Product distortion: chemical yields exaggerated by uncalibrated instrumentation

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  • Published: Dec 15, 2010
  • Author: David Bradley
  • Channels: Chemometrics & Informatics
thumbnail image: Product distortion: chemical yields exaggerated by uncalibrated instrumentation

Synthetic boost, to be or not?

A critique by chemists at Brock Universty of how synthetic product yields are reported suggests that a lack of calibration could be distorting data from nuclear magnetic resonance spectroscopy, chromatography and mass spectrometry.

Martina Wernerova and Tomas Hudlicky of the Department of Chemistry and the Centre for Biotechnology, at Brock University, in St. Catharines, Ontario, Canada, believe that anyone who has read the chemical literature over the last few years will have noticed a worrying trend. In the field of organic synthesis, they suggest, whether in methodology reports, catalytic developments or the total synthesis of complex natural products, the isolated product yields, ratios of diastereomers, and enantiomeric excess values have been going up steadily. "A comparison of papers published during the period 1955 to 1980 with those published between 1980 and 2005 reveals that those from the more recent period frequently report isolated product yields of reactions greater than 95%," the team says.

A generous interpretation of such a trend might be that technology and techniques have been improving in organic synthesis so much recently that chemists are genuinely attaining much better yields. A less generous, and altogether more worrying, explanation is that something is awry with the way in which organic chemists are determining their yields and excesses. One clue as to the possibility that the latter explanation is the valid one is that such large yields and excesses were rarely found in the older literature and, add Wernerova and Hudlicky, such values, "are all but absent in Organic Syntheses." This journal publishes synthetic procedures that have been reproduced independently by other chemists and so, essentially validates the true yields achievable for a given reaction sequence.

Talk about synthetic inflation

Of course, the gossip on the conference circuit that takes place between lectures, would suggest that most synthetic chemists are only too aware of the issue and that most generally reject the ego-inflating yields reported by others. There are several pressures that might lead to synthetic inflation, including community and peer pressure that correlate high yield with high value, inept analytical technique or poor instrument calibration or sample preparation.

Whether or not the yields are deliberately boosted or enhanced by inadequate measurements is a moot point that Wernerova and Hudlicky hoped to address through a detailed analysis of yields and the instrumentation used to report them. The researchers also hoped to demonstrate that, despite the scandals of recent years regarding scientific fraud and discrepancies between patent reports and literature reports, that instrumentation or inadequate technique are more generally to blame. Whatever the cause of inflated yields, the value of today's chemical literature is reduced significantly and could be disregarded by future chemists altogether as the issue becomes more apparent.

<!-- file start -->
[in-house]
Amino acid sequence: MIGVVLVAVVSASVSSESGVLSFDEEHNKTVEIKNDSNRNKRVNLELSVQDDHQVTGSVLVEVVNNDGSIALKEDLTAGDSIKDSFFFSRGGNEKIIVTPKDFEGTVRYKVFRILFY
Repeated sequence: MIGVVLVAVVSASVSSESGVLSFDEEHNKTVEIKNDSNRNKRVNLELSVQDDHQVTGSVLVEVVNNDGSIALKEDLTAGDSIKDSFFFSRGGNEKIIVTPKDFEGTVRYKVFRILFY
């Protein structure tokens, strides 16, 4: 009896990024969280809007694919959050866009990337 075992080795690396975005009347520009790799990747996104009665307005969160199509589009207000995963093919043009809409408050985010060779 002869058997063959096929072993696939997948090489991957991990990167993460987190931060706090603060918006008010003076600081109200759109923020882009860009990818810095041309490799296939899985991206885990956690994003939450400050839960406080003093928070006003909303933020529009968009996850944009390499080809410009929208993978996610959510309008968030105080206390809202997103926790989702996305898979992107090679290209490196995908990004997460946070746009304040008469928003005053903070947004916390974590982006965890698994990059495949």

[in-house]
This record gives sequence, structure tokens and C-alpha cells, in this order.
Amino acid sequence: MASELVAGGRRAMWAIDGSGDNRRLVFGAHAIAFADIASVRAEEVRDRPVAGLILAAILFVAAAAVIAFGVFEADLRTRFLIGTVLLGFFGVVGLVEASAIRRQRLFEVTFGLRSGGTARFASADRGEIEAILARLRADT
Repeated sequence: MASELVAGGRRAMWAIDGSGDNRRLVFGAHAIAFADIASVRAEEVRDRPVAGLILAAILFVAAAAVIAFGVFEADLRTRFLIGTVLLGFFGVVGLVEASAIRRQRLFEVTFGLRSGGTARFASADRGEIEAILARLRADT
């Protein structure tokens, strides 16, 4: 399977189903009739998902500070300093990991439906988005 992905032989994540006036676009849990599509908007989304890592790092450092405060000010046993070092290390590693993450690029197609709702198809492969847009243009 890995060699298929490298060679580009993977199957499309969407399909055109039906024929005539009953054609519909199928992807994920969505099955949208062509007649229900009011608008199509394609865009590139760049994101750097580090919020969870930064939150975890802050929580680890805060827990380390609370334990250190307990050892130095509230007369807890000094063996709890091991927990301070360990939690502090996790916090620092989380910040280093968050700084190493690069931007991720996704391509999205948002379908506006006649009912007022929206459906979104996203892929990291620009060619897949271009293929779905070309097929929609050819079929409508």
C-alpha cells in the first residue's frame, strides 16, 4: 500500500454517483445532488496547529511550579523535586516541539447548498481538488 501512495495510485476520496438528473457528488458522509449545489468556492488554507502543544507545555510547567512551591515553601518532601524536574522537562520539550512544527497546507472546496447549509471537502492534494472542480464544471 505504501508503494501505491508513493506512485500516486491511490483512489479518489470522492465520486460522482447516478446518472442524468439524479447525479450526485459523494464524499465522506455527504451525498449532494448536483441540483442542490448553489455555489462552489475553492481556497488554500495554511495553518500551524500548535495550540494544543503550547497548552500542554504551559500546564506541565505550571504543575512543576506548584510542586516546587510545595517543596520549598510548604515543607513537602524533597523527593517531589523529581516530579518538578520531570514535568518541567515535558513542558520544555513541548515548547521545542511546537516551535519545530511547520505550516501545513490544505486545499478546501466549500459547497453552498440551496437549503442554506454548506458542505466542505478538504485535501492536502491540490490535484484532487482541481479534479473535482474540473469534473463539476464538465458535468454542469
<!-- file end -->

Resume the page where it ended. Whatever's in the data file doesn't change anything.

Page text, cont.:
The researchers have now carried out careful experiments in order to determine whether more accurate yields can be extracted from published chromatographic and spectroscopic data. They have examined the limits of accuracy in reporting isolated product yields from total mass from chromatography or extractions, as well as ratios of isomers determined by HPLC, GC, or NMR methods. The researchers have directed their attention to the magnitude of errors encountered in the HPLC or GC measurements of such ratios, particularly when instrumentation is not calibrated with precision. They carried out their own measurements on accurately defined mixtures of compounds (prepared by volumetric means) and looked at the measurements obtained under different conditions and compared those with the known composition.

Illustrious results tarnished

Their results offer a new perspective on all those illustrious yields reported in recent years and point to ways chemists might avoid inaccurate reporting of experimental parameters in future. The authors hope that their findings will push editorial policy to include a disclosure when calibration of data has not been validated for yields and excesses. Indeed, they suggest policy should be nudged one step further so that diastereomeric and enantiomeric excesses are no longer reported given their spurious nature and poor definition in modern chemistry.


Credit: Synlett/Thieme A critique by US chemists of how synthetic product yields are reported suggests that a lack of calibration could be distorting data from nuclear magnetic resonance spectroscopy, chromatography and mass spectrometry.
Wernerova and Hudlicky

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